There are also other modified versions of the SKE model, amongst which the widely used Renormalization Group (RNG) k-ε model ^{[16]} and the Realizable k-ε (RKE) model ^{[17]} are introduced in the following section. The main differences between the RNG k-ε model and the SKE model are the modifications of the turbulent viscosity and ε sink term. A differential equation is analytically derived for effective viscosity μeff to account for the low Reynolds number effect. This feature can improve the predictive ability of the RNG k-ε model for low Reynolds number flows or near-wall flows. Additionally, a new ε destruction term is used to account for the rapid strain by modifying the constant of this term. The RKE model is modified mainly with regard to the turbulent viscosity and the ε equation. By defining a variable Cμ ^{[17]}^{[18]}^{[19]} instead of a constant value in turbulent viscosity formulation, the RKE model satisfies the realizability constraints, i.e., positive values for the normal stresses and the Schwartz inequality for the shear stresses. In order to increase the robustness of the model, a new ε equation is employed based on a dynamic equation for fluctuating vorticity. The new ε equation describes turbulent vortex stretching and turbulent dissipation more appropriately compared to the ε equation in the SKE model. With the modified ε equation, the well-known round-jet anomaly that is a poor prediction of the spreading rate of round/axisymmetric jet may be solved ^{[17]}.

The k-ω model is widely used for turbulence modelling ^{[20]}. Different versions of this model have been developed in the last decades ^{[21]}^{[22]}^{[23]}^{[24]}^{[25]}^{[26]}^{[27]}. In this paper, the most well-known k-ω model proposed by Wilcox ^{[21]} is reviewed. The transport equations of this model are presented in Equations (10) and (11), where the calculation of β_{1} refers to the work of Wilcox ^{[21]}.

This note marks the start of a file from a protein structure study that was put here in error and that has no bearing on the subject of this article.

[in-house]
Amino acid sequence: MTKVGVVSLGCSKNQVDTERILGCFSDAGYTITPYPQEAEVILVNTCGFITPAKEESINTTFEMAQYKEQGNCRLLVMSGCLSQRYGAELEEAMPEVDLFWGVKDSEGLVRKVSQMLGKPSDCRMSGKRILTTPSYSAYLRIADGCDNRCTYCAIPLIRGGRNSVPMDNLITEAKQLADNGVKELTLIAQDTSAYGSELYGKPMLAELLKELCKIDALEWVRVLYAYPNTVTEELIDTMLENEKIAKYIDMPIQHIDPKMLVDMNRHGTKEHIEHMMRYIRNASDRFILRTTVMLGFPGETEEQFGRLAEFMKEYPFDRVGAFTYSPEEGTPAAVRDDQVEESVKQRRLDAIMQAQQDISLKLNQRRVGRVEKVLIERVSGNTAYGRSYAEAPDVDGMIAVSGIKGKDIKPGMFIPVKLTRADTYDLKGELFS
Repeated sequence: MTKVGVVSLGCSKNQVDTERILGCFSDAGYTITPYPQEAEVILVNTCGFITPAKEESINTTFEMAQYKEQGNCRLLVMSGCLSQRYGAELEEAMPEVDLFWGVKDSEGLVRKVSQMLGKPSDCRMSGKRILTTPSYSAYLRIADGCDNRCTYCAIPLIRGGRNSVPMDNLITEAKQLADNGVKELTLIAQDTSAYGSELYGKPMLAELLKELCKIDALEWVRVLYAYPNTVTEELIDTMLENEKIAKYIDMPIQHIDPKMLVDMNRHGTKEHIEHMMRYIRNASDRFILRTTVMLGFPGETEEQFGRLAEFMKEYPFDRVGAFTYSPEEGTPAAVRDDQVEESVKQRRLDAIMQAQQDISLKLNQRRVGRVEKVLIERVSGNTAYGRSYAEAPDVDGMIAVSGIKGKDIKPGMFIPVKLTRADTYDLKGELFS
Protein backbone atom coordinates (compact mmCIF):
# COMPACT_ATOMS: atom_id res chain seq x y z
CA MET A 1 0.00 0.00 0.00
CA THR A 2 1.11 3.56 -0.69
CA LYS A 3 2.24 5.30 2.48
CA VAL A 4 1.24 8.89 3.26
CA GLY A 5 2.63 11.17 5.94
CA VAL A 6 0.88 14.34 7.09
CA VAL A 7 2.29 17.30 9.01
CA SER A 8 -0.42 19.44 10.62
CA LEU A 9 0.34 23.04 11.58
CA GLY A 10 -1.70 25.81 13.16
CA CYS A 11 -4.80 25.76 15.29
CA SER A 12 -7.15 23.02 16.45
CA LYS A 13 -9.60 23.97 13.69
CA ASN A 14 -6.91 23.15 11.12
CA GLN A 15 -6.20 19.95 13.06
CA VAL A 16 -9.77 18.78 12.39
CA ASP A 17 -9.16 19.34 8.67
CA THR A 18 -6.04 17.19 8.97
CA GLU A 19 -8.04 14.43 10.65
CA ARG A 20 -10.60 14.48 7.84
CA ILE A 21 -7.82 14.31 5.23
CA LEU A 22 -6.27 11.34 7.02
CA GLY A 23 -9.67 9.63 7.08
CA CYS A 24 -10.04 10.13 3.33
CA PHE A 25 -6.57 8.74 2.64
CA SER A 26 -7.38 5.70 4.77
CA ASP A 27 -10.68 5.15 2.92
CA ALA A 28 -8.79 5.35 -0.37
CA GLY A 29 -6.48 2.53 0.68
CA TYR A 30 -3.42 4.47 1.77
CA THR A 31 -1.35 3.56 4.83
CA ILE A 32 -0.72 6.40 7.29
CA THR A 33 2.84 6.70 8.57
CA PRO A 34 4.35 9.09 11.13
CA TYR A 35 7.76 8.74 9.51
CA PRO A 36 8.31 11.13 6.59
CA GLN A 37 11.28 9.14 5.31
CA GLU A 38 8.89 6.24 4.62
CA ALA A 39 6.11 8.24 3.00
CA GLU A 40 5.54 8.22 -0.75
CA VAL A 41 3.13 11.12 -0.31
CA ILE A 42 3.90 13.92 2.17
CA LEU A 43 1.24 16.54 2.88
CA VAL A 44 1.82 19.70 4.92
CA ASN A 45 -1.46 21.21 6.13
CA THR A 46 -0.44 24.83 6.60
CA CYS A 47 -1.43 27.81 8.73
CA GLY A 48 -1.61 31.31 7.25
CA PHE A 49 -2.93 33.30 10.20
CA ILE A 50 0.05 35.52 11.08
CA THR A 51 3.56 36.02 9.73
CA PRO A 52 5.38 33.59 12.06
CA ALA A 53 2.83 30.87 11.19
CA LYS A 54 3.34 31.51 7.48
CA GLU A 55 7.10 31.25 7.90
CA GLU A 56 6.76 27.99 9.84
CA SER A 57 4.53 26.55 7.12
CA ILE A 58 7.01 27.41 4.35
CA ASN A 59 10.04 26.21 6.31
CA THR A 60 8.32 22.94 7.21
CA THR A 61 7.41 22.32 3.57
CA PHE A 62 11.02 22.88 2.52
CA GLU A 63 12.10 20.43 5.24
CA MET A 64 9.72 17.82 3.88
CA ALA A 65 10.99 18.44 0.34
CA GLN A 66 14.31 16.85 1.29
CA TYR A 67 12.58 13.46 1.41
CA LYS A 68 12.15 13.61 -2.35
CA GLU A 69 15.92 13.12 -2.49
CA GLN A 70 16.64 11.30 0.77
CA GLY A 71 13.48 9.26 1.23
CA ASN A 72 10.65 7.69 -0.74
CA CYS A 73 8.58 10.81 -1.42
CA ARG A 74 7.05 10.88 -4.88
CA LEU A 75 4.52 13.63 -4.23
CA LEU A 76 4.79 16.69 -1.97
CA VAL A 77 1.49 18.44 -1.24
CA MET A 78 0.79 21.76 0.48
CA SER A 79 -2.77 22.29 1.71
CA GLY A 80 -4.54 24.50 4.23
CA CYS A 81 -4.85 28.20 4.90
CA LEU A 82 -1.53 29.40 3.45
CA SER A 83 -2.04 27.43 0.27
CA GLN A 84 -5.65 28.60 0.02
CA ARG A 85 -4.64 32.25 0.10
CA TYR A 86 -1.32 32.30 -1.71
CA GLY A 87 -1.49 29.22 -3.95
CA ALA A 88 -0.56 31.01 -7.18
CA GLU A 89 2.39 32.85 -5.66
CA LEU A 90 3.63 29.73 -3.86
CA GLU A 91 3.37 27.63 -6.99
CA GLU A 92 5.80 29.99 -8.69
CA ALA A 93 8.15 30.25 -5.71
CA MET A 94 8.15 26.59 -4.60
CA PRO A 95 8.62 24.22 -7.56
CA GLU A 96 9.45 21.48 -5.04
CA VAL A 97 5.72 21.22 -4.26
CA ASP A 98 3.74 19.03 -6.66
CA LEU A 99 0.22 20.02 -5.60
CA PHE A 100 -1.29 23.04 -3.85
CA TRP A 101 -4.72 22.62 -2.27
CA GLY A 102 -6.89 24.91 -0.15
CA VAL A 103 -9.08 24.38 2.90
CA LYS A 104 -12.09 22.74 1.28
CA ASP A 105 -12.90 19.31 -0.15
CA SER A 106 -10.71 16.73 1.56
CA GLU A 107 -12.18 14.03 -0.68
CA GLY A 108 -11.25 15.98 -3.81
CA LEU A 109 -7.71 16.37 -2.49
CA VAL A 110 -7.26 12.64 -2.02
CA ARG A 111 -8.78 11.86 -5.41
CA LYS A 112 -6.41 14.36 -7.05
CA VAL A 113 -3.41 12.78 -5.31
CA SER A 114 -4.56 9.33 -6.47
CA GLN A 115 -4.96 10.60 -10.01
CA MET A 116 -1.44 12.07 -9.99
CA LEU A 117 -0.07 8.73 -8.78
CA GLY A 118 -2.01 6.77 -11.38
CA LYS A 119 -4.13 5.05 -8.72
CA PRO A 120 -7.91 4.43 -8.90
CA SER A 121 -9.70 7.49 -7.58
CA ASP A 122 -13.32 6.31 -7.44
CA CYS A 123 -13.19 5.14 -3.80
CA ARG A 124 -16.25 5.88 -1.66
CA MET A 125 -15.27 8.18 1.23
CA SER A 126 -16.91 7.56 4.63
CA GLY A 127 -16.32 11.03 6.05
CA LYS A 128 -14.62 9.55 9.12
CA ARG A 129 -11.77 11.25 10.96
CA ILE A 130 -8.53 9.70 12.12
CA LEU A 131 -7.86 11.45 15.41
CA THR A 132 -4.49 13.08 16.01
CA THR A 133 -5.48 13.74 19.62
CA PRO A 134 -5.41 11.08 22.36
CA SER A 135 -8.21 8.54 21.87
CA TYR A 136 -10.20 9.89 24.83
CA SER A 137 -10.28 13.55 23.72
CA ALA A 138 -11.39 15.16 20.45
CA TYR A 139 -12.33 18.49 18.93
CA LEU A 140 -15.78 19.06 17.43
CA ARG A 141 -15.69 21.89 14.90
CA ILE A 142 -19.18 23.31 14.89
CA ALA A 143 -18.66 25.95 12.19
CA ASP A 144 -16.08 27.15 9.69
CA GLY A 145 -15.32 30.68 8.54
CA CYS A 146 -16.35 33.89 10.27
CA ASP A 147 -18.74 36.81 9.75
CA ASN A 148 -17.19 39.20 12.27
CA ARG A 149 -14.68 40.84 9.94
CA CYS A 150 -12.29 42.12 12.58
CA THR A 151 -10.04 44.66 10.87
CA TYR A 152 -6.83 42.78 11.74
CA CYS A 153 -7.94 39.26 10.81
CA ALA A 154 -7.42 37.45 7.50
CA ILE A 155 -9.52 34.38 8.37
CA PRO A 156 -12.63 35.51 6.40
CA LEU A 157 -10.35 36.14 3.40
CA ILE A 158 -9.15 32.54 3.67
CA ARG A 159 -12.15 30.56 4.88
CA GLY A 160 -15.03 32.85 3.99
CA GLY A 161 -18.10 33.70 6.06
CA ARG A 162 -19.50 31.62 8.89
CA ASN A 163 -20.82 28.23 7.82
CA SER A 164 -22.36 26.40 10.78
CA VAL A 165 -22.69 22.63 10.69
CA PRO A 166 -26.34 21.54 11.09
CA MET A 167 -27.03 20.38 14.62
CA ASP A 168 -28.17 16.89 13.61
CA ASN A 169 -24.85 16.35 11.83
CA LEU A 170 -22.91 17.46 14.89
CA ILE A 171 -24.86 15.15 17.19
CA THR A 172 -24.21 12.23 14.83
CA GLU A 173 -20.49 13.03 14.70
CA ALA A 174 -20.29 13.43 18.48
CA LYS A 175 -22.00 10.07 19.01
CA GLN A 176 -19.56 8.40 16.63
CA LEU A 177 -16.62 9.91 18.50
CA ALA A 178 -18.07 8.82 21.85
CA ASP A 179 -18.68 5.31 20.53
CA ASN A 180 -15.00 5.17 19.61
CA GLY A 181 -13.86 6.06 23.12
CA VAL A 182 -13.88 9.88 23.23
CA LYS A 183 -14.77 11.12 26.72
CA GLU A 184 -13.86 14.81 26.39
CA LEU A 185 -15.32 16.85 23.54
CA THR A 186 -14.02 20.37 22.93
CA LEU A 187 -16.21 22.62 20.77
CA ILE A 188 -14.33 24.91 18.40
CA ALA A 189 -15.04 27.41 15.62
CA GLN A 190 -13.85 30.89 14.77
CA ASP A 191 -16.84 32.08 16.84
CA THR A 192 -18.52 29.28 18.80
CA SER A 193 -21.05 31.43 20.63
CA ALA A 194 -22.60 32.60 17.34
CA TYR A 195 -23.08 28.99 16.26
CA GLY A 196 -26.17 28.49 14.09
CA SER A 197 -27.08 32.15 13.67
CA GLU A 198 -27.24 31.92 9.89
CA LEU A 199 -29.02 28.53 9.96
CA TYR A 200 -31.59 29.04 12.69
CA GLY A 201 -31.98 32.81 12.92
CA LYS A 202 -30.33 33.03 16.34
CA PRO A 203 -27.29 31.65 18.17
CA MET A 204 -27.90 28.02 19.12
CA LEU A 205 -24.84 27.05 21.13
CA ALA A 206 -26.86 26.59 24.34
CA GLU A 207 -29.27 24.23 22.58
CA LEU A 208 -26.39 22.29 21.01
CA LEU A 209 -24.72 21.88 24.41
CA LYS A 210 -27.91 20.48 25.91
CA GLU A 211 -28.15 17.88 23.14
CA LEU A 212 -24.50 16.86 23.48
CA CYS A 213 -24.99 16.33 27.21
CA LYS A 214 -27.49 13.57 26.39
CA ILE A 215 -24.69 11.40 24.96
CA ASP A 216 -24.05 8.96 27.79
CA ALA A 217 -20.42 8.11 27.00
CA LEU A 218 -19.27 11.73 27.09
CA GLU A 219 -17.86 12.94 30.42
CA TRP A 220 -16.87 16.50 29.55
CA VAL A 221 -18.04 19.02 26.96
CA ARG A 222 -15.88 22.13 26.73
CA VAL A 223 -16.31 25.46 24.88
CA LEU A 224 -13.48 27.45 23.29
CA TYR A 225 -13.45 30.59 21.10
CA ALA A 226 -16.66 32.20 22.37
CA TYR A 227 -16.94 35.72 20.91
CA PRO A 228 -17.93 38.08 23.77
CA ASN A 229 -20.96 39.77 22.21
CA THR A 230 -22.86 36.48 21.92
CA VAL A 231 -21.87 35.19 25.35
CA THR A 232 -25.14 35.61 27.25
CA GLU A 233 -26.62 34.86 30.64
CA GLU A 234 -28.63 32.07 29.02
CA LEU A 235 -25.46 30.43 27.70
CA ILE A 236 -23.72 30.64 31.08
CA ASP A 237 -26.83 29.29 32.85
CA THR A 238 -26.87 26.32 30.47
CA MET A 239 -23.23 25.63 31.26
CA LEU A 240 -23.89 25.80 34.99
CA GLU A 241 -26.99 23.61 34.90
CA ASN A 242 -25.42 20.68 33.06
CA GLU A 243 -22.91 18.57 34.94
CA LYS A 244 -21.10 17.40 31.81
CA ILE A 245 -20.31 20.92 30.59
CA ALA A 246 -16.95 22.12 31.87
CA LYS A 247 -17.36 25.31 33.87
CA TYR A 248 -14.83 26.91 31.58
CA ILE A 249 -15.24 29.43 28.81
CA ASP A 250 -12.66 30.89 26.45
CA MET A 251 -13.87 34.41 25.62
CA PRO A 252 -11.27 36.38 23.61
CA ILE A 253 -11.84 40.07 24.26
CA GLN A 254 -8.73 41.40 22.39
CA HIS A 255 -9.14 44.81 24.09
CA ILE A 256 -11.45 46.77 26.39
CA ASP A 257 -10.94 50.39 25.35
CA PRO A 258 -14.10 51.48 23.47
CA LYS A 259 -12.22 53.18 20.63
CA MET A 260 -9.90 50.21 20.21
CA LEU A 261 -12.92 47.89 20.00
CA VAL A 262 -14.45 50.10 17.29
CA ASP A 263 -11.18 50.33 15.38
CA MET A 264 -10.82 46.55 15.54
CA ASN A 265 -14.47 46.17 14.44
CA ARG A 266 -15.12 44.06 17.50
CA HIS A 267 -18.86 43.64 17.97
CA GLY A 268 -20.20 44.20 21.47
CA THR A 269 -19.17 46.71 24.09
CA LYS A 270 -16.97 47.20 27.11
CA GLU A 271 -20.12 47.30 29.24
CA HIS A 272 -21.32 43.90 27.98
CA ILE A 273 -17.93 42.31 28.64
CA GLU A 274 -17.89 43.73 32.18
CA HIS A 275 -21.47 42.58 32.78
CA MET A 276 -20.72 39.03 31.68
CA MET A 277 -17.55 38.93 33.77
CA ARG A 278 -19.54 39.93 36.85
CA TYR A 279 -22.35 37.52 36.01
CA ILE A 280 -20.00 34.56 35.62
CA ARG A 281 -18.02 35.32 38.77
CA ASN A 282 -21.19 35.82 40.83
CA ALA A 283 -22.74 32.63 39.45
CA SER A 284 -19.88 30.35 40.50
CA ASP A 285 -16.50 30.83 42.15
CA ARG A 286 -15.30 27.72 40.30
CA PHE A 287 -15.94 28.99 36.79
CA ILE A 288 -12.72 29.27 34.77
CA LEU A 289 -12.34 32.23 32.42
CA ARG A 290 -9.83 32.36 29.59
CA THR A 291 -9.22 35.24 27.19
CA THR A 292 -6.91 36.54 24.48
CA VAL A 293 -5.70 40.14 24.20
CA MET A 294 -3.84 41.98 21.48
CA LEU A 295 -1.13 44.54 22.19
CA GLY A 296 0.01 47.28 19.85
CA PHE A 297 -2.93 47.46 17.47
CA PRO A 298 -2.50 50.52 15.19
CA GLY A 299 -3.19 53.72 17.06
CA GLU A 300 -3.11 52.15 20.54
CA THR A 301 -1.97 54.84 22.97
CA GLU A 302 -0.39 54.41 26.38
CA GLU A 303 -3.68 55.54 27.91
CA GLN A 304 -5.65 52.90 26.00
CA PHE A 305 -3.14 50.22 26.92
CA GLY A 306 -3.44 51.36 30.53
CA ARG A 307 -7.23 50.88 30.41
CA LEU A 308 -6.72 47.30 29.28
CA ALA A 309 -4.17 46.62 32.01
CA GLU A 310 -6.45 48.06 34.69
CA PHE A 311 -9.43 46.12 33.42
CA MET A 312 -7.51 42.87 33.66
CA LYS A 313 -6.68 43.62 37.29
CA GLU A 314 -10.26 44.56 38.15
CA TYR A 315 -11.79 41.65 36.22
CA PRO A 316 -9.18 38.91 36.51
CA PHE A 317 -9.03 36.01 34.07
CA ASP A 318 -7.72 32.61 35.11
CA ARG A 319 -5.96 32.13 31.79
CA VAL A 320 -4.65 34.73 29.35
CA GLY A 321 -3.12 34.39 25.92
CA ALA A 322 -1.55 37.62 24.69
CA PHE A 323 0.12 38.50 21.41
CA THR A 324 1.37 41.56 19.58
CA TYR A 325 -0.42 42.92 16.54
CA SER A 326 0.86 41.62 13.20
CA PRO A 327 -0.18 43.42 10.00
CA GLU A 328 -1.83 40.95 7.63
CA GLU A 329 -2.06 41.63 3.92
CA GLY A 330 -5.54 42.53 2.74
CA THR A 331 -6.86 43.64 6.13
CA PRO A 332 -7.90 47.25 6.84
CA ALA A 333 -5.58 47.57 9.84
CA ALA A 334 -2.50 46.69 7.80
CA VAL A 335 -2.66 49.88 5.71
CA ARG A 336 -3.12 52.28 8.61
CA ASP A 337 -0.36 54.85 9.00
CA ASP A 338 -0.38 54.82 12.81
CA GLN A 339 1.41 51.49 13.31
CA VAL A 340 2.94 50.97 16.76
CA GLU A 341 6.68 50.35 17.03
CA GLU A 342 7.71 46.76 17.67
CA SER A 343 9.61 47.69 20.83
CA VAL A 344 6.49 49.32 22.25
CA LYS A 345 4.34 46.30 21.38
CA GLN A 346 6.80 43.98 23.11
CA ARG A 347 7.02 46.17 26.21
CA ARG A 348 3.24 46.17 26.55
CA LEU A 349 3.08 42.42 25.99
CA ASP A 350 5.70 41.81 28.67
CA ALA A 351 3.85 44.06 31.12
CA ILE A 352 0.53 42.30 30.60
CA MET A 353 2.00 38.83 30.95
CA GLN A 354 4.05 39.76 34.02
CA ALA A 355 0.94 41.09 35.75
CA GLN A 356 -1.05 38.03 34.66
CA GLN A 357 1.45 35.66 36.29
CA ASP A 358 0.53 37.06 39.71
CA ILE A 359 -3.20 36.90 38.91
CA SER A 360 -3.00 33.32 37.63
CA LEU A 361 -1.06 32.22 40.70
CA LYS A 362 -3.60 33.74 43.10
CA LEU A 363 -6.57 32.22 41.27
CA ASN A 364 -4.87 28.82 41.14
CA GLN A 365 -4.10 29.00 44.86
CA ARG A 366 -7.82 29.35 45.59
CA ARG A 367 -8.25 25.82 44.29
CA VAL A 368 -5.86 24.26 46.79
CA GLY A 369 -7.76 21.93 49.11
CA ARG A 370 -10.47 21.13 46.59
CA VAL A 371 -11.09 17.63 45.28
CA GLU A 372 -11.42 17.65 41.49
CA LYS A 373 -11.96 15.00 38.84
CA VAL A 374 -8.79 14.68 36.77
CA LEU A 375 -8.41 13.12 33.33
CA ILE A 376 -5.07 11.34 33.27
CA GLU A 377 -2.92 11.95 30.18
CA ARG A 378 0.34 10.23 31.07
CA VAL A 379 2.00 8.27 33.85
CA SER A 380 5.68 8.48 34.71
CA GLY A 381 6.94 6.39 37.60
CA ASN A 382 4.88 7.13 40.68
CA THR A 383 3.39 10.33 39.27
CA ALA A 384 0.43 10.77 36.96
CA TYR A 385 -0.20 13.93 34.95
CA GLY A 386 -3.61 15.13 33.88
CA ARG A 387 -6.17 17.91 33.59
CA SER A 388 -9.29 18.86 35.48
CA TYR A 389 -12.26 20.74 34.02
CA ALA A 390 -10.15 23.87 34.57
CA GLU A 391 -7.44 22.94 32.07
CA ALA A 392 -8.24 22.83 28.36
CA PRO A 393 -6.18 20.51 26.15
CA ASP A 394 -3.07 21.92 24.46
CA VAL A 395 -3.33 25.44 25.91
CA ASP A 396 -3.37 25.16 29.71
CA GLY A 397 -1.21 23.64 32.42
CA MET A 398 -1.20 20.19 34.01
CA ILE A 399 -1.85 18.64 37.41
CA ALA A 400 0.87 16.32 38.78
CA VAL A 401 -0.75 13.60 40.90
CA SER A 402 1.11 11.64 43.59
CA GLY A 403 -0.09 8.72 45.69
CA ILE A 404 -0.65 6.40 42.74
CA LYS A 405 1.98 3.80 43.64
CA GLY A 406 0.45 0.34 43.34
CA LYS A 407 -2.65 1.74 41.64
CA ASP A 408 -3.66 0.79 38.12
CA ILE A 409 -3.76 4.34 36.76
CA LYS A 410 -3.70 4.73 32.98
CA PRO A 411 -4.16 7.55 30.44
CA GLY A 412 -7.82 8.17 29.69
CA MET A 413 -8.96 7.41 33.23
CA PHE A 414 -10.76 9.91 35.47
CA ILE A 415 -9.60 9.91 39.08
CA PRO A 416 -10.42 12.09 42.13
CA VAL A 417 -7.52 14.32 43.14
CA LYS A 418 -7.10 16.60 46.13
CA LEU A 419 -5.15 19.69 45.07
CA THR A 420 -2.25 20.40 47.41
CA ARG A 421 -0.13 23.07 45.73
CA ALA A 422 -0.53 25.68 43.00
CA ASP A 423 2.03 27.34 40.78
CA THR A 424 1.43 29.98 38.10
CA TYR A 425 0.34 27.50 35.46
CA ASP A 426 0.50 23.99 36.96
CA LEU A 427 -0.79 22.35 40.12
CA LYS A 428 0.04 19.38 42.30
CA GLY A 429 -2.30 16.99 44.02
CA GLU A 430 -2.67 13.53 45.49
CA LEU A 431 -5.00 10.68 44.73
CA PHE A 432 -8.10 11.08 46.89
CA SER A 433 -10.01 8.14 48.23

Unlike the k-ε model, the k-ω model can be integrated through the viscous sublayer without any damping function to account for the low Reynolds number effect with high numerical stability. Therefore, it is well applied in aerodynamic flows ^{[22]}^{[20]}. However, the k-ω model is highly sensitive to the empirical value of ω at the free edge of the turbulent shear layer, which can lead to a large prediction error. In order to solve this problem, a modified model was proposed with combination of the original k-ω model and the SKE model by adding a blending function ^{[22]}. This new model is termed the Baseline k-ω model, which applies the original k-ω model in the near-wall region and switches to the SKE model in the outer region. The Baseline k-ω model has a similar performance to the original k-ω model in boundary layer flows, but the former one avoids the strong freestream dependence. However, both k-ω models fail to predict the onset and amount of separation in adverse pressure gradient flows. Based on the Baseline k-ω model, further modification to eddy viscosity is proposed to account for the transport effects of the principal turbulent shear stress, leading to a significant improvement in predicting the adverse pressure gradient flows ^{[22]}. However, the introduced blending function depends on empiricism (e.g., the distance to wall), limiting its application to flows in complex geometries.